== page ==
Compellability and Compatibility of witness

witnessWitnesses and document are the chief sources of evidence.  A witness is a person who gives testimony or evidence before any court.  As a matter of fact every person is competent to give evidence but in certain circumstances he may not be compelled to give evidence. A witness have a privillege i.e. a right to refuse to give answer to the question. There are certain persons who enjoy certain privillege and they cannot be compelled to testify.

COMPETENCY OF WITNESSES– A witness is said to be competent when there is nothing in Law to prevent him from appearing in court and giving evidence . Whether a witness is competent , depends on his capacityto understand the question put to him and the capacity to give rational answers thereto. Ss. 118 to 121 and S.133 deal with the competency of the persons who can appear who can appear as witnesses.

COMPELLABILITY OF A WITNESS- A witness may be competent and yet not compellable he may have the power of understanding the question and may be able to give rational answers thereto, but may not be subject to the authority of the court; that is to say the court cannot compel him to attend and depose before it. Foreign Ambassadors and Sovereigns cannot be compelled by a court to appear before it to give evidence. They are the persons, competent to depose but they are not compellable by the court. In general a witness who is competent may be compellable. Again a witness is competent and also may be compellable yet the law may not force him to answer certain questions . this is called restricted compellability or privilege. Magistrates, lawyers, spouses etc., have right to be protected from answering certain question when they are being examined as witnesses, Ss. 124 to 132 deal with privilege.

S.118 provides: All persons shall be competent to testify unless the court considers that they are prevented from understanding the questions put to them, or from giving rational answers to those questions, by tender years, extreme old age, disease, whether of body or mind, or any other cause of the same kind.

Explianation- A lunatic is not incompetent to testify, unless he is prevented by his lunancy from understanding the questions put to him and giving rational answers to them.

Meaning And Test Of Competency:-

Meaning of competency:by competency to give evidence is meant that thewre is no legal bar against the person concerned to testify in a court. This section makes all persons as competent to testify the questions put to them or from giving rational answers to those questions (a) by tender years, (b) extreme pld age ,or (c)disease. Thus understanding is the sole test of competency. The court has to ascertain ,in the best way it can,whether from the extent of intellectual capacity and understanding he is able to give a rational account of what he has seen or heard or done on particular occasion.

Test of competency: The test of competency is the capacity to understand the questions and to give rational answers. A witness as a matter of law to reject his testimony . even lunatics and drunkards are also competent to testify in their lucid intervals if they are capable of understanding the questions put to them and giving rational answers.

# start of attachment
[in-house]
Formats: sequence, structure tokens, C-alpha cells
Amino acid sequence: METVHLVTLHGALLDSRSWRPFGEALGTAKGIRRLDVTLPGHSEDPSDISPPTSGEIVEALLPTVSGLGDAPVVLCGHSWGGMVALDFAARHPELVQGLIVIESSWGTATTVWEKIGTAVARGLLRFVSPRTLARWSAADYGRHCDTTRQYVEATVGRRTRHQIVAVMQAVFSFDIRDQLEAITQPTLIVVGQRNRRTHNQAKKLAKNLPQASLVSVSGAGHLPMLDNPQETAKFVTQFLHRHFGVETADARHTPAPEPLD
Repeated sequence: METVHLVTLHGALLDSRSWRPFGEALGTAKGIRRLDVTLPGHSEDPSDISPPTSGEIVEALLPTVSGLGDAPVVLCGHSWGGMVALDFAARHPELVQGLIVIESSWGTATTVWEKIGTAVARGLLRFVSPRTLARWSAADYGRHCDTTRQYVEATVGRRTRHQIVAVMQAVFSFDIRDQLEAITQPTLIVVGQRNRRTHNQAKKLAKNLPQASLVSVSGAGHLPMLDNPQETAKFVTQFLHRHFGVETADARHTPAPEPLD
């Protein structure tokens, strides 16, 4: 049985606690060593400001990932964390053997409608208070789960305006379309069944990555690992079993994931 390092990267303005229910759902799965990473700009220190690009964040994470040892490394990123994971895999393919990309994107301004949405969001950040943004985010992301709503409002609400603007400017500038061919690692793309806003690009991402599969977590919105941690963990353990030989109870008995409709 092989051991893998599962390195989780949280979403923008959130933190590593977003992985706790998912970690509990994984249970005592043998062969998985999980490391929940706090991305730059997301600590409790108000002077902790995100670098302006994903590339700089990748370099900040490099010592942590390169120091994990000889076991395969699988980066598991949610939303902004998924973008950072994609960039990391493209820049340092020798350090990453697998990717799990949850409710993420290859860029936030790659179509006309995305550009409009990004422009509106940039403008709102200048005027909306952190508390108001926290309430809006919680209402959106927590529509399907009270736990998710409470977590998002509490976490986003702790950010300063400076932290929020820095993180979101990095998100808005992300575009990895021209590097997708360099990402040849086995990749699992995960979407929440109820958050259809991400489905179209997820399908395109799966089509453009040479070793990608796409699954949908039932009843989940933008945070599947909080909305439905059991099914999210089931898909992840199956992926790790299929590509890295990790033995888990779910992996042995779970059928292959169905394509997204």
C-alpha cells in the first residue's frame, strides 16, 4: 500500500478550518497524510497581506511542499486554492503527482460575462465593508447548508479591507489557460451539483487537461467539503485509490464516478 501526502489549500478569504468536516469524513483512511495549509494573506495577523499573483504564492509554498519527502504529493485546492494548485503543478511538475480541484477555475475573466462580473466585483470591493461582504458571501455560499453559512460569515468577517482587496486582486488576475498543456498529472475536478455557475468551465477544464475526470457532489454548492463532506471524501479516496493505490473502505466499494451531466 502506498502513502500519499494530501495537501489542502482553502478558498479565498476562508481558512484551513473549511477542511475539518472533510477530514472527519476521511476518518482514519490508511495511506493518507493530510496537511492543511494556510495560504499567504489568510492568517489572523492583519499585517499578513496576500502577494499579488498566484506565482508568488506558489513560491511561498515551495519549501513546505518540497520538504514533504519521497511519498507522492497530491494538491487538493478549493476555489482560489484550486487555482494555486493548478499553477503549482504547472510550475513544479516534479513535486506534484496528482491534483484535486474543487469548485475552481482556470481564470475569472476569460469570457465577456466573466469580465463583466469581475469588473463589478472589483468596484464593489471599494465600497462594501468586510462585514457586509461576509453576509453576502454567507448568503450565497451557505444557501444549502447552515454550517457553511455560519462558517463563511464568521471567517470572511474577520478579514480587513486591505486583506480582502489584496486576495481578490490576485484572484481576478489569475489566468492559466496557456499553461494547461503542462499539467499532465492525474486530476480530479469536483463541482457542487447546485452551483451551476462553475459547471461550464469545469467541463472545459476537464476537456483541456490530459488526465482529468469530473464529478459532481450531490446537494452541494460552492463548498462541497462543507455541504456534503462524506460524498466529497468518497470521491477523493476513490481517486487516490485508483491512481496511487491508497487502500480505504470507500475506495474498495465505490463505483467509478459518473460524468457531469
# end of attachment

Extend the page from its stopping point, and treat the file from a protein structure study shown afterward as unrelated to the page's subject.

(a).     Lunatic:

A  lunatic is one that had understanding but by disease, grief, or other accident has lost the use of his reasons as long as the suspension of the intellingence continues, the lunatic is incompetent to testify,but his competency is restored duringa lucid interval. Explaination to section 118says, “ A lunatic is not incompetent to testify, unless he is prevented by lunacy from understanding the questions put to him and giving,rational answers to them. “moreover,the dissability does not extend to monomania asto some immaterial matter and where a person is tendered as a witness who is belived to be suffering from monomania, preliminary,  enquiry as to his capacity to give evidence must be instituted and he himself must be examined.

So even lunatics and drunkards are competent to testify in  their lucid intervals. If they are capable of understanding the questions put to them and giving rational answers to them.

(b).      Child witness or child testimony:

Under sec 118, a child can be competent witness. Before admitting or recording the statement of a child, the court must satisfy itself that:

            i.            The witness understands the questions, and

          ii.            Ascertain in the best way it can, whether from the extent of his intellectual capacity and understanding he is able to give a rational account of what he has seen, heard or done on aparticular occasion. If a person of tender years can satisy the requirements, his competency as a witness is established.

No doubt Sec.5 of the INDIAN OATHS ACT is imperative but u/s.13 of that Act, provides that no omission to make any oath invalidates a proceeding or renders evidence inadmissible. There is no fixed period of legal direction under which an infant is  ban incompetent witness. The rule by which an infantunder seven years of age can not commit a crime, because the law of presumes him conclusively not to have sufficient intelligence for the act, has no analogy in the law of evidence. Before recording his evidence, the court should ask questions to satisfy itself that the witness understands the questions put and gives rational answers though ommission to ask such questions will not vitiate the trial. It has nothing to do with his religious belief or with his idea of the consequence of falsehood of this world or the next.